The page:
6. Avoid air bubbles and leaks by keeping rubber gaskets clean and dry, by using grease, by generally being careful, by gentle tapping, and by using other tacit knowledge. Let it sit for about 30 minutes.
7. Add deionized water to the powdered DNA samples in microtubes, mix by vortexing, then centrifuge to remove any moisture from the walls of the microtubes.
8. Add the appropriate loading dye, mix, and vortex…


9. Cook for 5 min on a heat block at 90 degrees Celcius to denature any hydrogen bonding.
10. Continue to prepare gel assembly by taking out the comb and rinsing the wells.
11. Load the samples into the wells using the gel-loading tips. Be careful not to puncture the gel or flush the sample out of the well. Record/mark the sample sequence on the gel.
12. Load the whole gel apparatus into the electrically-run gel electrophoresis chamber and run the gel for 2-3 hours at constant ampage and at a voltage between 100V and 400V, as appropriate.MSTF_Summer_Research_mre_pics_007.jpg

Turn off the power supply and circulating water.
14. Lift the gel out and put into the glass tray for EB staining, 5 min.


Transfer gel to tray of deionized water, 5 min.
16. In the dark room, place gel on moist UVT and view. You may take a photo if desired.

Use razor blade to cut out the major bands and discard the extra gel. Further extract and elute and purify by chopping with razor, using freeze-thaw cycle, adding elution buffer, butyl and ethyl alcohols, shaking overnight in cold room…
18. Use the Spin X column filtration centrifuge tubes to separate the purified DNA from the rest of the gel.
19. Collect pure washed precipitated DNA solid in centrifuge and dry, for 2 hours in vacufuge at 300C


20. Add 50 microliters nanopure H2O and vortex for 1 min to dissolve pure DNA fragments.
21. Measure DNA concentration in a biophotometer with printer (spectrophotometer).
22. Carefully calculate on paper with a calculator the amount of each sample needed to make a final concentration of 30 pmol/ul.


Fig. 4.2 Adding the dyes, Bromophenol Blue and Xylene Cylene FF.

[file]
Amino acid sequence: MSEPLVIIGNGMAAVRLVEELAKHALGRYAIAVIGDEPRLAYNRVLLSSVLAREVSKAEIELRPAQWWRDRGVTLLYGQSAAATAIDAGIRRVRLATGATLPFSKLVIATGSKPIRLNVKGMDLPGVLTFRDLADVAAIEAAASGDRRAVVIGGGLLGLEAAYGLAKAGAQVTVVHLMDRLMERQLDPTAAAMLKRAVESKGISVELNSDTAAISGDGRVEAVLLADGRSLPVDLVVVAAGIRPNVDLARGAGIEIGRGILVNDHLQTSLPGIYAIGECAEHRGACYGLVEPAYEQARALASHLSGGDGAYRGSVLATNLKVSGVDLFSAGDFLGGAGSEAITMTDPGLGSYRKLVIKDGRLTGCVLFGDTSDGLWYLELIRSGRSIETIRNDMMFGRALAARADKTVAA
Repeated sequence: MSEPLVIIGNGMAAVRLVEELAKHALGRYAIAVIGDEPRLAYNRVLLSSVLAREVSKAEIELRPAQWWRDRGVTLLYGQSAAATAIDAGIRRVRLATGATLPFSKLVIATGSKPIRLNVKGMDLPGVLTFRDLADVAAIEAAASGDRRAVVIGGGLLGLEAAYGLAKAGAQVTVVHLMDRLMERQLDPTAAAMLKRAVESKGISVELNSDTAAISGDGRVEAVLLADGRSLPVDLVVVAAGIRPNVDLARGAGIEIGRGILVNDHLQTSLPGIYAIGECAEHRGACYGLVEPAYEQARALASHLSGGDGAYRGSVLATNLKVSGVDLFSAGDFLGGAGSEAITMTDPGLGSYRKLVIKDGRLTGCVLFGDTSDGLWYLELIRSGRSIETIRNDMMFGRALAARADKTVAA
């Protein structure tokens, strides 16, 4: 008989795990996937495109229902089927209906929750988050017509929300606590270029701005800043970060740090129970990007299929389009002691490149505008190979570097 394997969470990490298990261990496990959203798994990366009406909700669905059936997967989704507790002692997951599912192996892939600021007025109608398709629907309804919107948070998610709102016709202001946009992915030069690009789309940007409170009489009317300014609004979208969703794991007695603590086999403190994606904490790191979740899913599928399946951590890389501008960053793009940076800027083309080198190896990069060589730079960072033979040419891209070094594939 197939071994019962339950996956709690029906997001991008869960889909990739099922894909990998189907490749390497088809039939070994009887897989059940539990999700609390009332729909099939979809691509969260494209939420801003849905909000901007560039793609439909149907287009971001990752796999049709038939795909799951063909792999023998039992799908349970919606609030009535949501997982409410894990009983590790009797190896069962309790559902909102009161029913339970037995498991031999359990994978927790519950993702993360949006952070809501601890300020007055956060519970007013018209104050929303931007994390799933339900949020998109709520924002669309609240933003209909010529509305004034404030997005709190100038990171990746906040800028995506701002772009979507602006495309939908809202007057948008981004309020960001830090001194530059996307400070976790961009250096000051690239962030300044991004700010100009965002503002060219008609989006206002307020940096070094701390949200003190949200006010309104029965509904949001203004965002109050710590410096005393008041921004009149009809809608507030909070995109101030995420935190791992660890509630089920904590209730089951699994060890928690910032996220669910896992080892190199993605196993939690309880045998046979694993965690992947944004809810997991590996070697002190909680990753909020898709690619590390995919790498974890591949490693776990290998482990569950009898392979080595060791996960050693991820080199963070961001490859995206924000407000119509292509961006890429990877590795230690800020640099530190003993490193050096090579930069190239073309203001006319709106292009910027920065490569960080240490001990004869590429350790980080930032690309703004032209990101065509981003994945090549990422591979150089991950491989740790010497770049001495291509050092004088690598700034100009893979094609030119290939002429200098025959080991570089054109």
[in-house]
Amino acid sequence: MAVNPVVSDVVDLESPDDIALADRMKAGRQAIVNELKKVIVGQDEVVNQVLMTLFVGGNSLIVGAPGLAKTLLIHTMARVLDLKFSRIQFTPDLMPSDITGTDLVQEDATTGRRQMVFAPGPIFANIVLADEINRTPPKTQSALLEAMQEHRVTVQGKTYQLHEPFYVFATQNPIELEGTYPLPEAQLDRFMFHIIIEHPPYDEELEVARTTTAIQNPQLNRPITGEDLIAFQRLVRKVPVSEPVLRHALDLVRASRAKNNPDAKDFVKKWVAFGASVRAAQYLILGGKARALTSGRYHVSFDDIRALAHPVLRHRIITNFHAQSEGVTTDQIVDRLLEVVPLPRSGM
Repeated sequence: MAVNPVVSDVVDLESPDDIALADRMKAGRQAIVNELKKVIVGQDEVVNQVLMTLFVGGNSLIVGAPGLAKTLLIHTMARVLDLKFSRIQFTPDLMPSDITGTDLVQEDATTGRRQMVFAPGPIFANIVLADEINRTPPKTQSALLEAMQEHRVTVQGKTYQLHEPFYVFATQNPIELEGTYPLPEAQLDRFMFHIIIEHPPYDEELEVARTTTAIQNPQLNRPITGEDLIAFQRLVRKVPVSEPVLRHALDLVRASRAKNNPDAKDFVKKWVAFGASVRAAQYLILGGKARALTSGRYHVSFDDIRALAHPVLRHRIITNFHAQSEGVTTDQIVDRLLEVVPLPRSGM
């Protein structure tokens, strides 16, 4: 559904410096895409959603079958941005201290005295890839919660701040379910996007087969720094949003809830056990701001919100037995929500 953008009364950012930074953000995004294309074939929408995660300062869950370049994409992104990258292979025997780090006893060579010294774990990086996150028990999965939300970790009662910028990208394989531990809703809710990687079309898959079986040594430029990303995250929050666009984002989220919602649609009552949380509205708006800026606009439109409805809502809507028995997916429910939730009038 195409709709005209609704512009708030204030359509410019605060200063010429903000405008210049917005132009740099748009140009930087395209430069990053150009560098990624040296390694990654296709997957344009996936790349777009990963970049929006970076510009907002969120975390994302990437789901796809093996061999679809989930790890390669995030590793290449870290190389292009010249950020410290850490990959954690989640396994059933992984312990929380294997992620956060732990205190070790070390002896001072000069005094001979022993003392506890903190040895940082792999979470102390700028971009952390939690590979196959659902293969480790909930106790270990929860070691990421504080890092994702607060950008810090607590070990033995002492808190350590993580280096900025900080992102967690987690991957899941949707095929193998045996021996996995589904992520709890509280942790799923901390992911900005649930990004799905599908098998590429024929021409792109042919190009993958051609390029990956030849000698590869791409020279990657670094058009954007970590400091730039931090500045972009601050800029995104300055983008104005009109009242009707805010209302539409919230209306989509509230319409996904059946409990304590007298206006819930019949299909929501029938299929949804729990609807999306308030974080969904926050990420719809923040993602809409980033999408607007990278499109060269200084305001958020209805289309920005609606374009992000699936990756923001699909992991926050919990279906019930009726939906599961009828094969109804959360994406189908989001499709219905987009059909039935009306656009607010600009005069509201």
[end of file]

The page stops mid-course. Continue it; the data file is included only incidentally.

These two chemicals help in the abstraction of different
DNA Strands in the gel poly mix.

Fig. 4.3 Heating DNA with a heat block (and monitoring the temperature)
to break the hydrogen bonds between the DNA strands.

Fig. 4.4 Setting up the gel casting assembly to purify and stain the DNA.
This process is called the "Gel Electrophoresis Process"

Week two Project: Annealing of Purified DNA Strands

From Week 1, we had purified and collected 5 pieces of pure aqueous DNA to make a right-handed DX connection and 4 pieces of pure aqueous DNA to make an HJ connection. It was now time to anneal them in a cold-to-hot-to-cold (R.T. - 90degreesC – 4degreesC) environment. We did this by combining the 5 pieces together in one tube and the 4 pieces together in a separate tube and heating overnight in a Polymerase Chain Reaction Thermocycler (PCR).
MSTF_Summer_Research_mre_pics_015.jpgPolymerase Chain Reaction machine (PCR)

The PCR houses the samples while they experience hot temperatures like 90 degrees down to room temperature or colder. We hoped that all 5 pieces would be present and connected in the DX tile and all 4 present and connected in the HJ. Also, different combinations of the 5 strands and the 4 strands were annealed in tiny PCR tubes as follows:- For the DX tile, Strand 1 alone, Strand 2 alone, 3 alone, 4 alone, 5 alone, 1+3, 1+3+5, 1+2+3+4, 1+2+3+4+5. For the HJ, from left to right, Lane 1, 4 alone ( 20 bases); Lane 2- 3 alone(26 bases); Lane 3, 2 alone(18 bases); Lane 4, 1 alone(18 bases); Lane 5, 1+3(44 bases); Lane 6, 1+3+4(64 bases), Lane7, 1+2+3+4(82 bases). We did not bother to put Strands 1+2 together because they should not connect to each other…
We did our second Electrophoresis Gel run. This time, instead of using denaturing gels, we ran the samples through native gels, in which the DNA strands are very stable. Instead of purifying DNA we were now analyzing it.